One of the best plant-based sources of Omega 3s and high in fiber. Can be used as an egg substitute in some baked goods and sometimes as a thickener. Although the seeds will last quite awhile on the shelf, they should be ground before consumption (unground seeds are not digested.) Once ground they can start to go bad in a month or so.
Similar to Flax Seed, but higher in Omega 3s. Can be used as an egg substitute. However, I do not like the consistency. Grinding it helps in some recipes (though it is not essential for digestion.) It can be used as a substitute for flax in a 1:1 ratio. However, despite its great nutrition I seldom use it except in my seeded bread and crackers where its texture is not a problem.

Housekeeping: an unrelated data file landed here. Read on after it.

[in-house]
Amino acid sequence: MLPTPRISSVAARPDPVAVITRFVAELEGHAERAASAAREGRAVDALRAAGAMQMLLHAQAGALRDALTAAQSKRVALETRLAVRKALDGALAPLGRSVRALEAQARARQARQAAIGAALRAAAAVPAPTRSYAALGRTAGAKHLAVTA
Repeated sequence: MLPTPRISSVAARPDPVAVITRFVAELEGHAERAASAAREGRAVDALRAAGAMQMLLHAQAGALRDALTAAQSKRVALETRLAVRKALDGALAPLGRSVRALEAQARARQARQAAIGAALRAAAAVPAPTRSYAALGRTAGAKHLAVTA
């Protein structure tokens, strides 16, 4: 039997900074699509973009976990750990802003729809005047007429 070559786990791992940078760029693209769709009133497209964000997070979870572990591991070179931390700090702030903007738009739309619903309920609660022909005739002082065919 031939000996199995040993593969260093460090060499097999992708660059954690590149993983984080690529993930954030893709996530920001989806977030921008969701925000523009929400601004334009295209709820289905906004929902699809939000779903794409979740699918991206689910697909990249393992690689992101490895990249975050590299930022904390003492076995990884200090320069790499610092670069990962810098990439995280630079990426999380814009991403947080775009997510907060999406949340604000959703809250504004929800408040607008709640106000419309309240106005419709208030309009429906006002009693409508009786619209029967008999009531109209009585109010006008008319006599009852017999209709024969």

Shelled pumpkin seeds can be ground and used as an alternative for almond flour. You can quickly grind small batches in a coffee grinder and within just a few minutes have enough pumpkin seed flour to bake a loaf of bread, pizza crust, brownies, or most other baked goods. When substituting for almond flour, use 75% ground pumpkin seeds and 25% ground flax seed. (To make measuring easier, I weigh the pumpkin seeds before grinding. Three ounces of pumpkin seeds and ¼ cup ground flax seeds is the same as one cup of almond flour.)
High in fiber psyllium acts as a binder and thickener in a lot of my baked goods. Combined with ground flax seeds it works as an alternative to eggs in vegan baked goods. I usually buy this in the health and body department (it’s a fiber supplement.) You can use it as is, but it gives a coarse texture to bake goods. I grind it into a powder to avoid texture issues. You can also buy it pre-ground as a powder, often in the bulk foods section.
Ground coconut sugar works as an alternative to powdered white sugar. It still imparts a caramel-like taste, which does not work for some recipes, but for other recipes it adds just the right flavor.